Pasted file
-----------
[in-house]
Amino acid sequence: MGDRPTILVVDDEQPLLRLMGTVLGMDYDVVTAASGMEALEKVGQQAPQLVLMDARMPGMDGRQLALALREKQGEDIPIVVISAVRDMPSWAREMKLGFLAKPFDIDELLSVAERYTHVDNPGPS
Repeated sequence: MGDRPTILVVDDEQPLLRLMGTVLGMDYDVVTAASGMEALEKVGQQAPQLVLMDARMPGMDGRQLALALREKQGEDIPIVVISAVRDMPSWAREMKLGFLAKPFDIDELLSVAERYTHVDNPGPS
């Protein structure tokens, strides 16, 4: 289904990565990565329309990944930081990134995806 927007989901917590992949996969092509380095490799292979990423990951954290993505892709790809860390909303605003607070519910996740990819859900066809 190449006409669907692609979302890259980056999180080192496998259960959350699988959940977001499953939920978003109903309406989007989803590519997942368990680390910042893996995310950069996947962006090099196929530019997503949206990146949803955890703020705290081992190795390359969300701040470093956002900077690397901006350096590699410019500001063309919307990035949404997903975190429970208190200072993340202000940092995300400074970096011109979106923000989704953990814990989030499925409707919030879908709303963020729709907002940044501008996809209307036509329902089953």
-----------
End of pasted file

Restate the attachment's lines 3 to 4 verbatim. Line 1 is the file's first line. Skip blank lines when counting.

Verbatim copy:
Repeated sequence: MGDRPTILVVDDEQPLLRLMGTVLGMDYDVVTAASGMEALEKVGQQAPQLVLMDARMPGMDGRQLALALREKQGEDIPIVVISAVRDMPSWAREMKLGFLAKPFDIDELLSVAERYTHVDNPGPS
């Protein structure tokens, strides 16, 4: 289904990565990565329309990944930081990134995806 927007989901917590992949996969092509380095490799292979990423990951954290993505892709790809860390909303605003607070519910996740990819859900066809 190449006409669907692609979302890259980056999180080192496998259960959350699988959940977001499953939920978003109903309406989007989803590519997942368990680390910042893996995310950069996947962006090099196929530019997503949206990146949803955890703020705290081992190795390359969300701040470093956002900077690397901006350096590699410019500001063309919307990035949404997903975190429970208190200072993340202000940092995300400074970096011109979106923000989704953990814990989030499925409707919030879908709303963020729709907002940044501008996809209307036509329902089953």